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The dynamic pace and vibrant rhythm of city life trigger our imagination. Most city centres have spots where daily rhythm is active and where people meet at all hours of the day. The public realm offers a stage to perform and for users to express their message, whether it’s economical, corporate, social, environmental or artistic. For each person, there’s somewhere to go, something to do. However sometimes these city rhythms are largely interrupted. Auto-dominance, inactive plinths, and
empty buildings contribute negatively to the city centre. Segregation of functions made things even worse. In the past 60 years, many cities chose to pedestrianise their city centres, reducing the variety of activities in their public spaces.
Citizens in many city centres do use public space in a very flexible manner – cars, trams, people, all mix. In spite of this flowing movement of people, current public space often does nothing to take advantage of this. In general most parts of the city centre are too monotonous. A large part has to do with its poor public realm. Programming buildings and addressing inactive frontages along walkable public space are essential to improve the public realm. The challenge for public space is not just about well-designed space, but mostly about programming and activating space. To get there urban space has to be better defined and improvements to the network of public realm should result in a walking continuity, having perfect main street crossings with both pedestrians, bikes and cars on the same level and having wide and comfortable sidewalks. Creating a well-functioning public realm is about generating places to meet, for exchange, and to watch or being watched.
‘Space‘ must be turned into ‘place’, by creating inviting places to stay. People want places to sit, contemplate, debate, perform. To contribute to a vibrant streetscape it is important to have these places to stay and enjoy public space. The balance between ‘place’ and ‘movement’ in the city calls for directing the movement and changeability in the use of space. It is about improving the balance between fast and slow transport; between targeted exercise and recreational activity. Within the city a scenography of spaces should be orchestrated, allowing informal uses, rebalancing space and movement.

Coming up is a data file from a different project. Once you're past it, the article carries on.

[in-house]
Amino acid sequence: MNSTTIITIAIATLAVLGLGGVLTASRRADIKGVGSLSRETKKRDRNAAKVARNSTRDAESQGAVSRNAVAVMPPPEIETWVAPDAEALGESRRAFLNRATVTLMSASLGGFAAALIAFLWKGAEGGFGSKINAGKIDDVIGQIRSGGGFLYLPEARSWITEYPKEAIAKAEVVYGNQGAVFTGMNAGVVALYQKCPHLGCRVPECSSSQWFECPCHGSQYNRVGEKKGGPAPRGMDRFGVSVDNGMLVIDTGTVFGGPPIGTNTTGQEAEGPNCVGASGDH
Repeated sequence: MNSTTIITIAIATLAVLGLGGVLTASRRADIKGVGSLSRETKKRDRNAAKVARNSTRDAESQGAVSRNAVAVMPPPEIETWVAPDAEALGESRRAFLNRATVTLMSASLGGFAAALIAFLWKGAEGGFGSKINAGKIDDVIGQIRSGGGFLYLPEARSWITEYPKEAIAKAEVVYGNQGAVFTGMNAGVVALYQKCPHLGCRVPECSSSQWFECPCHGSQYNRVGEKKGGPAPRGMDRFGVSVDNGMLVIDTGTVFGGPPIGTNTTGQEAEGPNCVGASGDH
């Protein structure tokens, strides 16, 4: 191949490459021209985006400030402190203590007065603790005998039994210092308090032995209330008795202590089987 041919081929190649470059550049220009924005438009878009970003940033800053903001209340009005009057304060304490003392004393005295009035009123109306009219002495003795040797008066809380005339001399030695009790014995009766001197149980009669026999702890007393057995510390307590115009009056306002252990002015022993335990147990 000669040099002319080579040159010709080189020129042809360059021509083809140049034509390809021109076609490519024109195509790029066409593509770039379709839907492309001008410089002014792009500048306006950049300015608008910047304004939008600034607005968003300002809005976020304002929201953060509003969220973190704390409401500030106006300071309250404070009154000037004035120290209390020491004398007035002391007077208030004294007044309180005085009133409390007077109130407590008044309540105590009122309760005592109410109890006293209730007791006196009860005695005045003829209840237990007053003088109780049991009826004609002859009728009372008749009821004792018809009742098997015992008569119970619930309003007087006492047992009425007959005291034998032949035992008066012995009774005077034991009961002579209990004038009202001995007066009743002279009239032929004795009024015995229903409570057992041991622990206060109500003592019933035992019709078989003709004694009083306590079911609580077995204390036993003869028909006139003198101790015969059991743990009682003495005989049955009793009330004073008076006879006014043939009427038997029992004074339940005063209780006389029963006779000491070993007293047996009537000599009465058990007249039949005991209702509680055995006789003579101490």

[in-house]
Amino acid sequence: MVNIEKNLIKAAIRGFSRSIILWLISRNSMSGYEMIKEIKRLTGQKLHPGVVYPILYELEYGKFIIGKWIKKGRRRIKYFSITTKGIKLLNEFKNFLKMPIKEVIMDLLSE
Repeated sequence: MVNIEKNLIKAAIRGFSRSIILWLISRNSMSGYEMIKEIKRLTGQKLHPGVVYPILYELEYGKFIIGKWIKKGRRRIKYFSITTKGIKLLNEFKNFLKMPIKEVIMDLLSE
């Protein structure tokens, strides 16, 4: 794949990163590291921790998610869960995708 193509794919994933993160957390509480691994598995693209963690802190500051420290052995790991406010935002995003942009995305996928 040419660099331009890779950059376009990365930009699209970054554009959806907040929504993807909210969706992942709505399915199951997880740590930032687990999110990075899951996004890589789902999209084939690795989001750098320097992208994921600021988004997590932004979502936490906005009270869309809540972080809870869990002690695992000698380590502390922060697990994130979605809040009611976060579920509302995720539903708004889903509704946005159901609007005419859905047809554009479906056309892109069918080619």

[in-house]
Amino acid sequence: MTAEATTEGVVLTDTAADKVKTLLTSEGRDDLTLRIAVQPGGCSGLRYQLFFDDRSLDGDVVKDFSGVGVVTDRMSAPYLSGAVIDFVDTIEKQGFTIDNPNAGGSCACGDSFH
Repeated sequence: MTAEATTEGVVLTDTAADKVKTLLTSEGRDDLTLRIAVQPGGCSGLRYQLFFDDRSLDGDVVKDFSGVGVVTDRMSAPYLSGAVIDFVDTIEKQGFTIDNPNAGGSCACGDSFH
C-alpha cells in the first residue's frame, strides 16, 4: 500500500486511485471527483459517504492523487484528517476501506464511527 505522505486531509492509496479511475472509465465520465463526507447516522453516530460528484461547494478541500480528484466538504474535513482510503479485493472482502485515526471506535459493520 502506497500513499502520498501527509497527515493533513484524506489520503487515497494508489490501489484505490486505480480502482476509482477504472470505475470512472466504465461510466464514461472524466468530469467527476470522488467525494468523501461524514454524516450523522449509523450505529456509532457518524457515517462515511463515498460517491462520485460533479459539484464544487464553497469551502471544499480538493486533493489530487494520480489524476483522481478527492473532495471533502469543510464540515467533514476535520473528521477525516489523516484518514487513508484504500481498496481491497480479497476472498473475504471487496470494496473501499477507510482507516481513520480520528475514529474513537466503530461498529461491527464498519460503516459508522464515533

A recent trend in street design, that of shared surfaces, aims to mix different types of users and to provide access for all. Today’s uses suggest something beyond that, which lead to the concept of ‘shared space 2.0’. A main element of success is prioritizing pedestrians and slowing traffic in the city, without eliminating motorized traffic. The pillar of the program is making busy and quiet places. We have to make interplay between ‘relax’, the most harmonious form of ‘place’, with ‘flux’, the most proper way of movement. It goes beyond mere surface treatment and embraces the natural ebb and flow of public spaces – those of flux and relax. At certain times spaces need to allow for more flows through, while at other times they want to allow for moments of pause and rest. The design and programming of a space can reflect and enhance this reality. These rhythms can vary throughout the day, weekly, monthly, and yearly.
Informal uses in public realm can be stimulated by introducing elements that are just as high as seating elements, but are not designed as such. These can be for example staircases along the water, high edges along planters, or just objects that can be positioned in different ways. Changing the components of the space can accommodate dynamic use of spaces. Switching on or switching off water elements makes these spaces suitable for organizing events whilst on quiet moments the joy and pleasure of the water element turns them into an inviting place to stay.
There are busy places and places that have less visitors, but still work perfect in the network of public realm. In residential areas, a sense of hierarchy in space typologies must be developed ranging from public, semi-public, collective neighbourhoods, and community accessible school grounds. Shared space 2.0 incorporates the characters of the city’s diverse communities, allowing for moments of intensity in its bustling commercial spaces and for moments of respite in its more residential quarters via the definition of a hierarchy of spaces – front yards, courtyards, playgrounds, etc.
Public space of tomorrow is the setting for situations that return. Daily life takes place in a pattern that repeats itself, but there are also differences. Deleuze’s Différence et répétition applies to shared space 2.0. Public life in cities will have its daily routine of rush hour, lunchtime and moments of quietness, however it also has special peak moments.